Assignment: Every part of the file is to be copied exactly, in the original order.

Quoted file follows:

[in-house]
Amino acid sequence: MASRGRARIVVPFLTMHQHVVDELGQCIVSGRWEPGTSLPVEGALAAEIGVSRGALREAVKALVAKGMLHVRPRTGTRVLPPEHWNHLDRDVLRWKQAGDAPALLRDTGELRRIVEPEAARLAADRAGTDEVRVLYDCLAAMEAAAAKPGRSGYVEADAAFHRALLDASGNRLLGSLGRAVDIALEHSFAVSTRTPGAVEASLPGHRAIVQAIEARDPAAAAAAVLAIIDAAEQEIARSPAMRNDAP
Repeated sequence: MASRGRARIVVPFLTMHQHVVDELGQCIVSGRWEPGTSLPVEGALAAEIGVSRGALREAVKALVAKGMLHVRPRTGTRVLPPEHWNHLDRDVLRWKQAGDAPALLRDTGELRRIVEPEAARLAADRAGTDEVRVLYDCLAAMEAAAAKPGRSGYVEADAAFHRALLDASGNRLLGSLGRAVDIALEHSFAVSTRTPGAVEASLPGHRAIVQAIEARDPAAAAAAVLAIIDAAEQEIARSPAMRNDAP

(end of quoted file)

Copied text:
[in-house]
Amino acid sequence: MASRGRARIVVPFLTMHQHVVDELGQCIVSGRWEPGTSLPVEGALAAEIGVSRGALREAVKALVAKGMLHVRPRTGTRVLPPEHWNHLDRDVLRWKQAGDAPALLRDTGELRRIVEPEAARLAADRAGTDEVRVLYDCLAAMEAAAAKPGRSGYVEADAAFHRALLDASGNRLLGSLGRAVDIALEHSFAVSTRTPGAVEASLPGHRAIVQAIEARDPAAAAAAVLAIIDAAEQEIARSPAMRNDAP
Repeated sequence: MASRGRARIVVPFLTMHQHVVDELGQCIVSGRWEPGTSLPVEGALAAEIGVSRGALREAVKALVAKGMLHVRPRTGTRVLPPEHWNHLDRDVLRWKQAGDAPALLRDTGELRRIVEPEAARLAADRAGTDEVRVLYDCLAAMEAAAAKPGRSGYVEADAAFHRALLDASGNRLLGSLGRAVDIALEHSFAVSTRTPGAVEASLPGHRAIVQAIEARDPAAAAAAVLAIIDAAEQEIARSPAMRNDAP